THE BLOG

New Rules Won't Protect Children Enough From Junk Food Marketing

16/12/2016 12:26 GMT | Updated 16/12/2016 12:26 GMT

It is a fact that advertising influences the food that children choose to eat. With one third of children overweight or obese by their eleventh birthday, we need to protect them from relentless junk food marketing in all walks of life. This is why for the last ten years we have had rules banning adverts for junk food and drinks high in fat, sugar and salt from being broadcast around children's TV programmes.

But as any parent knows, long gone are the days when children's 'screen-time' was based exclusively on being huddled round the TV watching the latest TV shows in real time. Thanks to our multi-media world, children are more likely to be watching their favourite shows on an iPad, or viewing popular YouTube vloggers showing them 'how to' do everything from the latest hairstyle to how to survive in Minecraft.

As media habits evolve, marketers have developed new and more sophisticated ways to engage our children with their latest offering. But unfortunately, regulation hasn't kept up at the same pace. So earlier this month, the Committee on Advertising Practice (CAP) finally announced important new rules to protect children from junk food marketing to in the non-broadcast environment - i.e. online, social media, newspapers, magazines and cinema.

This is an important and welcome first step that health campaigners have been calling for, for a number of years.

On the face of it, the new rules seem comprehensive, but there are still several big loopholes. The rules still allow junk food advertising during peak TV viewing time for family shows like Coronation Street and X-Factor. That means that millions of children could still be exposed to persuasive adverts for junk food and sugary drinks and products.

Loopholes

1. The restrictions will only apply when over 25% of the audience are children.

This means media which is universally popular with both adults and children would not meet the threshold. Imagine a YouTube video which may be watched by 20 million viewers. As long as 15 million of them are adults, five million children also watching could be seeing adverts for junk food. Or what about a billboard in a busy London train station? Considering up to 4.8 million passenger journeys are made per day, the rules would mean up to 1.2 million journeys could be made by children everyday exposing them to junk food advertising because the restrictions will not be applied.

Furthermore, this rule is meaningless to parents trying to protect their children from junk food marketing. How are they supposed to know the likely percentage of children in the audience?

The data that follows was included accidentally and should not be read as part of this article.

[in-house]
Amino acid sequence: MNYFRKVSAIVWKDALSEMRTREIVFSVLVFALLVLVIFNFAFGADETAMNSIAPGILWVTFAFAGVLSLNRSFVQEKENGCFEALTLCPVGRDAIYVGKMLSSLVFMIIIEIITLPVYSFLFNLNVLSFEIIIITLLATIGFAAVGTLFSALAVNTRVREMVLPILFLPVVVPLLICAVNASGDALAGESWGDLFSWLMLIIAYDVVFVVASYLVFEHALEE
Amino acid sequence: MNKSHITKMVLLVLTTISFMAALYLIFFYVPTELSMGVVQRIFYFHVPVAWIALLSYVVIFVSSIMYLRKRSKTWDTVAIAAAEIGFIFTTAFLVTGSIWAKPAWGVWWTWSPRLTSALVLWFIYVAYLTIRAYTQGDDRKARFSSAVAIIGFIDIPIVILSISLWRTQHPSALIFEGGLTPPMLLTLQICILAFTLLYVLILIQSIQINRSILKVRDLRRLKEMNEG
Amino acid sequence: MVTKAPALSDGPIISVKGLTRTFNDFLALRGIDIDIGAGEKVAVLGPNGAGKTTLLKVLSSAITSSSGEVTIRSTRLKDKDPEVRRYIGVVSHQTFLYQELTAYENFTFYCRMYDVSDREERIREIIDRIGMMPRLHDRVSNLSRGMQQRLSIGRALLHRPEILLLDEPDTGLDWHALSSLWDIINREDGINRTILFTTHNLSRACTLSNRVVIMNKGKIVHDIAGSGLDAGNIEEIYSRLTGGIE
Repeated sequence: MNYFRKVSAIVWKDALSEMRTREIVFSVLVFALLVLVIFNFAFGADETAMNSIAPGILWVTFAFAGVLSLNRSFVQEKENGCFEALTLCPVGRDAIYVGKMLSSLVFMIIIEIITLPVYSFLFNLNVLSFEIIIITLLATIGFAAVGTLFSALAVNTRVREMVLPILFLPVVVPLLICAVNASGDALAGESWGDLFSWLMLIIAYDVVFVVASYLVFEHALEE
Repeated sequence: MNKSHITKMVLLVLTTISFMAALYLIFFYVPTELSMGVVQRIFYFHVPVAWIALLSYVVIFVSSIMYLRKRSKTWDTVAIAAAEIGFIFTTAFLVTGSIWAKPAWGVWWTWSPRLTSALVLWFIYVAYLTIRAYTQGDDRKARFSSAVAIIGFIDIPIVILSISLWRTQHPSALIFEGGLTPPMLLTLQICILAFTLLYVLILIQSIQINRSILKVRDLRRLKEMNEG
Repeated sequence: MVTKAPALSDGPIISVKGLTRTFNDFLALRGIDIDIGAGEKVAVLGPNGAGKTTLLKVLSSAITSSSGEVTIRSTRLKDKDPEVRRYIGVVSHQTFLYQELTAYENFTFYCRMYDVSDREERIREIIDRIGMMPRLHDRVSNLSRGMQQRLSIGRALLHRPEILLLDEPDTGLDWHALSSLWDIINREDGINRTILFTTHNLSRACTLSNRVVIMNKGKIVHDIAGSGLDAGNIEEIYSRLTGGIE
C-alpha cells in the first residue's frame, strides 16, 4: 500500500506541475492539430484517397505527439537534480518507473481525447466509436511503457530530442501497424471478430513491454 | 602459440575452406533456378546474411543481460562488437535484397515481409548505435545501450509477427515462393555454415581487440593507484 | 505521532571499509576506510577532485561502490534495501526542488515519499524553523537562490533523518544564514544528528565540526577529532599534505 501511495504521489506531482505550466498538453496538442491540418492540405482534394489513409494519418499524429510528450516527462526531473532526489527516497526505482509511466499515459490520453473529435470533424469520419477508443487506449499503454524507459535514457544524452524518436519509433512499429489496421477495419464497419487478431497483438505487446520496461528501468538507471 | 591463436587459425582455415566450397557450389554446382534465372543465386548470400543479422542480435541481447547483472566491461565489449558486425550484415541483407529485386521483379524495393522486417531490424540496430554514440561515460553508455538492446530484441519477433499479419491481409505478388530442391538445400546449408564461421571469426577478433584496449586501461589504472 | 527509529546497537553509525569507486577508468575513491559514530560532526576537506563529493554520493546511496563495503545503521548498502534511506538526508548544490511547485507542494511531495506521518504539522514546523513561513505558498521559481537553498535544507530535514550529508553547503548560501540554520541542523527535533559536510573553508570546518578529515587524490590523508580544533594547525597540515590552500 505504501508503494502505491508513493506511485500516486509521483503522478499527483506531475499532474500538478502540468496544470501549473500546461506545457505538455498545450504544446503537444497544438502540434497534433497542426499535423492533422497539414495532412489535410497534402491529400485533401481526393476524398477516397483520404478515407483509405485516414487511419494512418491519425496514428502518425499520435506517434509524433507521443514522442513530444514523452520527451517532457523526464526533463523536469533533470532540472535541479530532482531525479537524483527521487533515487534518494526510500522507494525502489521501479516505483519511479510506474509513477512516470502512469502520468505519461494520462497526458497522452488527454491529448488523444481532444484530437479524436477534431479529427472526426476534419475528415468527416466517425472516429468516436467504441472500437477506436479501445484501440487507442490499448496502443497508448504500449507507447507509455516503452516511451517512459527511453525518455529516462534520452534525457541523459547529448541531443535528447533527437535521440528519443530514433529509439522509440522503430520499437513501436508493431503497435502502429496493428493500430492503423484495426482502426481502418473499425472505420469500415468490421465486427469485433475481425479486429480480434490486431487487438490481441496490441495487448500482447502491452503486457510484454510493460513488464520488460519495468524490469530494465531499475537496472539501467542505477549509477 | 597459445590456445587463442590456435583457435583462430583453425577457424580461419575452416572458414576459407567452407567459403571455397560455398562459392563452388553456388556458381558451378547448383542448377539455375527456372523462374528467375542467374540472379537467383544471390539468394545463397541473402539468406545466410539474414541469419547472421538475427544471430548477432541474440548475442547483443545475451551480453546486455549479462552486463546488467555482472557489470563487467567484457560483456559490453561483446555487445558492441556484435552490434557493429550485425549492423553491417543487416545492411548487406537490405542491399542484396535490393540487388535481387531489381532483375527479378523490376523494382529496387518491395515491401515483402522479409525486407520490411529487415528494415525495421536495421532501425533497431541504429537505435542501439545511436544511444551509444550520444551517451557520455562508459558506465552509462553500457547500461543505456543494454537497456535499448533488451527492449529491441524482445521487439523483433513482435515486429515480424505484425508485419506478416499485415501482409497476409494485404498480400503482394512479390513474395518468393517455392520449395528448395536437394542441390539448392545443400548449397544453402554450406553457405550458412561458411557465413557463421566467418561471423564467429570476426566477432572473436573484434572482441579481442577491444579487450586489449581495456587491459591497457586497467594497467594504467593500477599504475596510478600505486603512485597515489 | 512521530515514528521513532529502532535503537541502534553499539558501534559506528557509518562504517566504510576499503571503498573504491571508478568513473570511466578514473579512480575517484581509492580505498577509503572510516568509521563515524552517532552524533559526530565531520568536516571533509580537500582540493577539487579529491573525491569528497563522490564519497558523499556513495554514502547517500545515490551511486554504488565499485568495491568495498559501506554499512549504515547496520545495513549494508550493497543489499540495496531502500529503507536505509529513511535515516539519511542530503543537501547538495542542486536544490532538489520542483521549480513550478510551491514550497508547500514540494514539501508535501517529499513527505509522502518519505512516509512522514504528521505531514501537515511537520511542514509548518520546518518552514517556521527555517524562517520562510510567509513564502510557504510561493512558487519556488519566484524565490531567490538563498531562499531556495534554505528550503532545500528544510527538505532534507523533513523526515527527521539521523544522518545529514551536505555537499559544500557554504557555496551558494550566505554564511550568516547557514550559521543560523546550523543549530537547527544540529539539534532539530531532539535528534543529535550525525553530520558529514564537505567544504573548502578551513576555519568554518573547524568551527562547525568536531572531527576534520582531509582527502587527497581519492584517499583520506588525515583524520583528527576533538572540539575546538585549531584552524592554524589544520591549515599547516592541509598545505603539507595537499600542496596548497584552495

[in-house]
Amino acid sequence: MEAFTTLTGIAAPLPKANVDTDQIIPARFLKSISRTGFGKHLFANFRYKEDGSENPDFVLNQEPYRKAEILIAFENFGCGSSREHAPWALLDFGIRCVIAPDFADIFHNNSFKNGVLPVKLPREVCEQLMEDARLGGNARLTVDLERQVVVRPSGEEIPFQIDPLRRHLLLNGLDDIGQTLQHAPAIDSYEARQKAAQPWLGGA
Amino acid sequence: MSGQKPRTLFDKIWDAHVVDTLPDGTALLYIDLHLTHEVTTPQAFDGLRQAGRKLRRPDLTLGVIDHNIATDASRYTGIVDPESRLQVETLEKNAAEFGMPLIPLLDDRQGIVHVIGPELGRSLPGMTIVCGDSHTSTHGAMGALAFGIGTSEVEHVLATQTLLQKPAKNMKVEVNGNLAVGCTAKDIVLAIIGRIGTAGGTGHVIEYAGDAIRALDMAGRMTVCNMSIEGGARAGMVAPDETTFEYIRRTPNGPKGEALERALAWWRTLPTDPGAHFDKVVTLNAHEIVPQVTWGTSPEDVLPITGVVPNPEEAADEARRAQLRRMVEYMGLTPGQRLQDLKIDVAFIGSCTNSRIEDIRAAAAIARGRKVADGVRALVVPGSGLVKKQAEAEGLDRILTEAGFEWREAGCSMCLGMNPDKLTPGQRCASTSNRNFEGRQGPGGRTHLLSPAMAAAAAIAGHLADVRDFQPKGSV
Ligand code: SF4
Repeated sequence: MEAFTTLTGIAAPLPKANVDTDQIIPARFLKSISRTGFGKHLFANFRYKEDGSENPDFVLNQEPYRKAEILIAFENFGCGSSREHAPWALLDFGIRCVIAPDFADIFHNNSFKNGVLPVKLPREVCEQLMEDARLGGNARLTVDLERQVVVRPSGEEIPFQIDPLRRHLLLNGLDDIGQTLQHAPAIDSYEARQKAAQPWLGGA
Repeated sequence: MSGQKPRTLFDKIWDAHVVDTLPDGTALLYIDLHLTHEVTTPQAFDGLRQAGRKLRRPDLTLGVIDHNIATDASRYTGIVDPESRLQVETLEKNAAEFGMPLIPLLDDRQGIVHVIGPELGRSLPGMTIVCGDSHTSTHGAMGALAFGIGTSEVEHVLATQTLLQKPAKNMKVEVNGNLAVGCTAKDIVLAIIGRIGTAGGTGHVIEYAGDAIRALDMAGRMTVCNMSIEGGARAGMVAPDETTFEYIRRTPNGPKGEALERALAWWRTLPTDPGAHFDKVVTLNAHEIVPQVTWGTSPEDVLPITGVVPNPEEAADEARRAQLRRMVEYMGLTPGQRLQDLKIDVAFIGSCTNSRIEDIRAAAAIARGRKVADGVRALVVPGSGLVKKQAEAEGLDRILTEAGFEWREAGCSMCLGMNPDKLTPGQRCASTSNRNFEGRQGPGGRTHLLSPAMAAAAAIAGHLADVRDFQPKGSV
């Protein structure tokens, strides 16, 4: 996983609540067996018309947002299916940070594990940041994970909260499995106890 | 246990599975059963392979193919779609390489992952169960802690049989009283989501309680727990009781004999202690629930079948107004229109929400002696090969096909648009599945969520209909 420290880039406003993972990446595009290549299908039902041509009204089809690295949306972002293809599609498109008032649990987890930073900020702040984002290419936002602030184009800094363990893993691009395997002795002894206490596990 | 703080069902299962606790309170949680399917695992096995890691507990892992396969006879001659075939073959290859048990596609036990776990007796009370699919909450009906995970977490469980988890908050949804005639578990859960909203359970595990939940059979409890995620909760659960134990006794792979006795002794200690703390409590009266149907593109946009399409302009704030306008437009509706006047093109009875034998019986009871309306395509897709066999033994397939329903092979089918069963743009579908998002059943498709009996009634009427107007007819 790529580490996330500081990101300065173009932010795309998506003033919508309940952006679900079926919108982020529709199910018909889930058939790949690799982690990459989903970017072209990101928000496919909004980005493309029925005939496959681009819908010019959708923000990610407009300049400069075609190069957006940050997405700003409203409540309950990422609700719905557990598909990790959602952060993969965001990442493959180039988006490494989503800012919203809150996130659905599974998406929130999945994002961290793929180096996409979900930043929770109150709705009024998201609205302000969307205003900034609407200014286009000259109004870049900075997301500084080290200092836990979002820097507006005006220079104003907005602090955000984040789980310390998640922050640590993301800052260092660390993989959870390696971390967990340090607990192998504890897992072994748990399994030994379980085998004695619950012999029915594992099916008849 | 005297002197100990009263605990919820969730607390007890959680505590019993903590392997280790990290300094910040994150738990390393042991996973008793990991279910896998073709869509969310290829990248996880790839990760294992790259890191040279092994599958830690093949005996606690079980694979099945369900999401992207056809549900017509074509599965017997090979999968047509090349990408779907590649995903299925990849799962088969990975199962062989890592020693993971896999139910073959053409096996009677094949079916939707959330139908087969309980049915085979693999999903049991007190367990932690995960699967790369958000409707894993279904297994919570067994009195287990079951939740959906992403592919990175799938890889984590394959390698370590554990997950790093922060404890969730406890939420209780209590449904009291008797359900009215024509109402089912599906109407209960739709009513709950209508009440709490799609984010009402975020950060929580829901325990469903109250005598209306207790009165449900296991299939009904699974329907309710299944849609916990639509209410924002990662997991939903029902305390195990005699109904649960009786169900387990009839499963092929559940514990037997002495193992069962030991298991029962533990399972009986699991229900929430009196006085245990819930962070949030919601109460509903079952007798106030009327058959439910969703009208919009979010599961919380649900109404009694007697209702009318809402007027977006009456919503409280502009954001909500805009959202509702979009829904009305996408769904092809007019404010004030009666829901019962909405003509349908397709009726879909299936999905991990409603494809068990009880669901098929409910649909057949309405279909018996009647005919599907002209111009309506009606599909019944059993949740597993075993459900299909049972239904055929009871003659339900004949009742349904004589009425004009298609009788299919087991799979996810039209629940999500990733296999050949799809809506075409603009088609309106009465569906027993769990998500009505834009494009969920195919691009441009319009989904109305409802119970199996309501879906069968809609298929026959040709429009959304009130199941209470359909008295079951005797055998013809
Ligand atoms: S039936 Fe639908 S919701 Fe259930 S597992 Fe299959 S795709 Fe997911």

2. Celebrities and popular film and TV characters can now be used to promote 'healthier food'.

This is a backward step. It would have been better to see CAP consider how advertising can be a force for good, and instead allow the use of popular characters on the healthiest types of real food - e.g. fruit and vegetables.

In one positive move, the rules state celebrities and licensed characters can't be used to promote food products that are the very worst offenders in terms of their fat, sugar and salt content (known as HFSS products). But they can now be used to promote any products that don't quite meet the criteria for HFSS, but still have a considerable high sugar and fat content.

3. The rules don't extend to packaged goods despite this being a powerful marketing technique to target children.

Many a visit to the supermarket is hampered by a child wanting to buy the sugary cereal featuring their favourite film character on the box. These rules don't cover use of popular film and TV characters or characters created by brands specifically to appeal to children on junk food products.

Need for improvement

So, while these new rules are an important step in the right direction, it's certainly not a case of 'job done'. We still have a long way to go to significantly reduce children's exposure to relentless junk food marketing. For TV, this means applying current restrictions to the programmes most watched by children in the early evening. For non-broadcast environments, we need stronger clearer restrictions that will make a real difference to what our kids are exposed to.

If we are going to tackle obesity and improve the future health of our children, we need to close these loopholes to ensure all children have the protection they deserve from junk food marketing and encourage them to make healthier choices by creating a less obesogenic environment.